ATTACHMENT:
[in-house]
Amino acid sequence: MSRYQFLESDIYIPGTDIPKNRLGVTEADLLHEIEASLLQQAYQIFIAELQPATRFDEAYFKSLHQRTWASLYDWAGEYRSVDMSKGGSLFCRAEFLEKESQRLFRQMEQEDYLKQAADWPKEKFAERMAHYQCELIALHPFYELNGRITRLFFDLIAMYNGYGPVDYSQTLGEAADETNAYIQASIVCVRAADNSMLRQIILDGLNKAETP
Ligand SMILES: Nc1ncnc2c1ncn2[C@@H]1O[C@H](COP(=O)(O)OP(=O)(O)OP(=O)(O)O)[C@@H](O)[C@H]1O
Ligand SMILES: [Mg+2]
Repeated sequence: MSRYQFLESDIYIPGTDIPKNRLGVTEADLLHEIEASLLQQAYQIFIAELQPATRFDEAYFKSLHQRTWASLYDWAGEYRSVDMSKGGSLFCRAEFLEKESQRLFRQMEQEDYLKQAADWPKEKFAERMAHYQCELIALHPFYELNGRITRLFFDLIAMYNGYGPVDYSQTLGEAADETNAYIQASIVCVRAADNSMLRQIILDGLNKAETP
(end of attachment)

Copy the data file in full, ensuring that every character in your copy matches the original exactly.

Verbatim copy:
[in-house]
Amino acid sequence: MSRYQFLESDIYIPGTDIPKNRLGVTEADLLHEIEASLLQQAYQIFIAELQPATRFDEAYFKSLHQRTWASLYDWAGEYRSVDMSKGGSLFCRAEFLEKESQRLFRQMEQEDYLKQAADWPKEKFAERMAHYQCELIALHPFYELNGRITRLFFDLIAMYNGYGPVDYSQTLGEAADETNAYIQASIVCVRAADNSMLRQIILDGLNKAETP
Ligand SMILES: Nc1ncnc2c1ncn2[C@@H]1O[C@H](COP(=O)(O)OP(=O)(O)OP(=O)(O)O)[C@@H](O)[C@H]1O
Ligand SMILES: [Mg+2]
Repeated sequence: MSRYQFLESDIYIPGTDIPKNRLGVTEADLLHEIEASLLQQAYQIFIAELQPATRFDEAYFKSLHQRTWASLYDWAGEYRSVDMSKGGSLFCRAEFLEKESQRLFRQMEQEDYLKQAADWPKEKFAERMAHYQCELIALHPFYELNGRITRLFFDLIAMYNGYGPVDYSQTLGEAADETNAYIQASIVCVRAADNSMLRQIILDGLNKAETP